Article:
Moving to Kazakhstan

Expats moving to Kazakhstan will encounter an ethnically and geographically diverse country with vast fossil fuel and mineral resources that is just beginning to make its mark on the world economic stage. 

Kazakhstan is one of the world’s top oil producers and the biggest producer of uranium. Foreign companies and international banks also have branches in Kazakhstan. And the country’s entry into the world economic stage has opened up lucrative employment opportunities for expats teaching English.

Expats usually relocate to either Almaty (the former capital) or to Astana (the current capital). Almaty is the country’s largest city and situated in the fertile, mountainous south, with a skyline that's a blend of the old Soviet and pre-Soviet era. Astana is across the windswept central steppe in the north, and by contrast, is characterised by new, modern buildings and rapid growth.

Relocating to Kazakhstan isn’t for everyone. The vast, empty steppe and lack of historical sites and attractions puts some visitors off, while others are drawn to the exceptionally beautiful landscape. As the largest landlocked country in the world, its sheer size could come as a shock to expats from Western Europe. Although buses and trains connect cities, travelling times can be long.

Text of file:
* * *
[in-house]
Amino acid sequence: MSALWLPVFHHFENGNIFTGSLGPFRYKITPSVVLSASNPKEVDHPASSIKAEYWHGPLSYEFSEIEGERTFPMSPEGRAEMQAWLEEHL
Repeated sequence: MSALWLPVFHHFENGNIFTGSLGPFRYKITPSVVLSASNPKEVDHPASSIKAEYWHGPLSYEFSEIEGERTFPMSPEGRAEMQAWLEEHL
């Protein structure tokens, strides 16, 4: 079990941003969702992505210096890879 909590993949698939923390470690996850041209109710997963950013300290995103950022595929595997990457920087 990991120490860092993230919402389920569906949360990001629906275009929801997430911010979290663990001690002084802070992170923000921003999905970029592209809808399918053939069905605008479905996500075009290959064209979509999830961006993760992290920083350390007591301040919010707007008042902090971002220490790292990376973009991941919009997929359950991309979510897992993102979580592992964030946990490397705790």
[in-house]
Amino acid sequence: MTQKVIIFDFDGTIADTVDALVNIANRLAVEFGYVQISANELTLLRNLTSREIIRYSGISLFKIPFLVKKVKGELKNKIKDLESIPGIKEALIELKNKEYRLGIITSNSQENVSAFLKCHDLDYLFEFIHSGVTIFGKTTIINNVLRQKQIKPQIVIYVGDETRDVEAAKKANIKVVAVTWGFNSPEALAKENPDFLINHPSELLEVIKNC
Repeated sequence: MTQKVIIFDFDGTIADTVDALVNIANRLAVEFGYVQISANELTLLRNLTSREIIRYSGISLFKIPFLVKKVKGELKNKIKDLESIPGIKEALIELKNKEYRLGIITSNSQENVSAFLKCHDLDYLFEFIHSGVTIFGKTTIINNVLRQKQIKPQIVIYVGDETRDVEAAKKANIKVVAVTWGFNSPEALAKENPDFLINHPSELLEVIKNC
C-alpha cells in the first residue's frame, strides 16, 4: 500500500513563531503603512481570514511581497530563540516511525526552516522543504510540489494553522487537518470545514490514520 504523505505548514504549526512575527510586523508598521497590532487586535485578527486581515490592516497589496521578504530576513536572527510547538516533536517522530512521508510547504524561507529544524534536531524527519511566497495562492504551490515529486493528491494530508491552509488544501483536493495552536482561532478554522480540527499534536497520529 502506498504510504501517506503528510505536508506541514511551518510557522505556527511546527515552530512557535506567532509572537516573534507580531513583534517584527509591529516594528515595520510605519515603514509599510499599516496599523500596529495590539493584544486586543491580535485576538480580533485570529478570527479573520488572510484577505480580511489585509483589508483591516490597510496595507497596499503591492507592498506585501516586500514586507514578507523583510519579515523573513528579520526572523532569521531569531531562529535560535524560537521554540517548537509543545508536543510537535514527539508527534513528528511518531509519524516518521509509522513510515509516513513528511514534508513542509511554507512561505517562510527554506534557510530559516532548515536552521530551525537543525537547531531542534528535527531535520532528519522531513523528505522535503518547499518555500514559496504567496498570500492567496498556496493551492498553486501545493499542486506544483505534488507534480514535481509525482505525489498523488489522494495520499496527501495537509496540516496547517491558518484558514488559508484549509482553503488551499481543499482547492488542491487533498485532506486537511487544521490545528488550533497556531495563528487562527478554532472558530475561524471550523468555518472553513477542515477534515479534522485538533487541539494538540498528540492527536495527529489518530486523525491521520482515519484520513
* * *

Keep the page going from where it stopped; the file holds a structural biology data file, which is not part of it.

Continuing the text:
Expats moving to Kazakhstan from milder climes should prepare for the surprising variation in temperatures, with long, freezing winters and short, hot summers.

There are both public and private clinics and hospitals, and both are cheaper than in the USA. While medical facilities and staff in the cities are fairly good, the quality of healthcare in rural areas is likely to be far behind Western standards.

For expats moving to Kazakhstan with family, the country has a good education system with free compulsory education until the end of high school. There are also a handful of private international schools in Almaty and Astana.

While expats in Kazakhstan will have to contend with many cultural differences, the Kazakhstani people are known for their hospitality and warmth, which can go a long way towards easing the adjustment period.

Ultimately, while expat life in Kazakhstan is not for the faint of heart, those who approach it with an open mind are bound to have a rich and rewarding expat experience.

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